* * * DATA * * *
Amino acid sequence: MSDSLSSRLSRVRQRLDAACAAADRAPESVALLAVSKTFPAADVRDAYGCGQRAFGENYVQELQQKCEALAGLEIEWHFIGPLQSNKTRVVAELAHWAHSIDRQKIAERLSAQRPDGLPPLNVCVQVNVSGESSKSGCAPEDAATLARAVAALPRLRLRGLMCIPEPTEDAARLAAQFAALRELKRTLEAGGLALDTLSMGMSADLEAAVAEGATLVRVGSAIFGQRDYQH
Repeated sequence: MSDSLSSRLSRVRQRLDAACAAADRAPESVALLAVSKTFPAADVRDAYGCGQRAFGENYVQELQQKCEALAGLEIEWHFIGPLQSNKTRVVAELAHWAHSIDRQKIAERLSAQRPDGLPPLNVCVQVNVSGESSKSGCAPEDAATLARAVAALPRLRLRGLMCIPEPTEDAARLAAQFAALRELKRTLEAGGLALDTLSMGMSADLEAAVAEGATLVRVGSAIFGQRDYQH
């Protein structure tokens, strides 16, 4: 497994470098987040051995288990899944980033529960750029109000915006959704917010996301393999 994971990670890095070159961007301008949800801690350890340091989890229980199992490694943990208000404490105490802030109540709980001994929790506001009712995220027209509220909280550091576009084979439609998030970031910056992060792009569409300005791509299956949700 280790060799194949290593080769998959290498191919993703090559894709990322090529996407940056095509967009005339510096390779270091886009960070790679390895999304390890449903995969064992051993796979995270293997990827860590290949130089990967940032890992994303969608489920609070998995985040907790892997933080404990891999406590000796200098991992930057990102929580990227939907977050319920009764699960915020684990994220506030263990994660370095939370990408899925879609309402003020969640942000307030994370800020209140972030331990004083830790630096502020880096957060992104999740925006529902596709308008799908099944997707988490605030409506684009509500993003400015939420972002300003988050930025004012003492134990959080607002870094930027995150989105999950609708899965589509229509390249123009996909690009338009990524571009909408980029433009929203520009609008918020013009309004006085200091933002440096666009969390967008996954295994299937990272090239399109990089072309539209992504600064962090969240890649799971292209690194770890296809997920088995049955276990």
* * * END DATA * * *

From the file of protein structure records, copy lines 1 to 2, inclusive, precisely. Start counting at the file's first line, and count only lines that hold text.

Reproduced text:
Amino acid sequence: MSDSLSSRLSRVRQRLDAACAAADRAPESVALLAVSKTFPAADVRDAYGCGQRAFGENYVQELQQKCEALAGLEIEWHFIGPLQSNKTRVVAELAHWAHSIDRQKIAERLSAQRPDGLPPLNVCVQVNVSGESSKSGCAPEDAATLARAVAALPRLRLRGLMCIPEPTEDAARLAAQFAALRELKRTLEAGGLALDTLSMGMSADLEAAVAEGATLVRVGSAIFGQRDYQH
Repeated sequence: MSDSLSSRLSRVRQRLDAACAAADRAPESVALLAVSKTFPAADVRDAYGCGQRAFGENYVQELQQKCEALAGLEIEWHFIGPLQSNKTRVVAELAHWAHSIDRQKIAERLSAQRPDGLPPLNVCVQVNVSGESSKSGCAPEDAATLARAVAALPRLRLRGLMCIPEPTEDAARLAAQFAALRELKRTLEAGGLALDTLSMGMSADLEAAVAEGATLVRVGSAIFGQRDYQH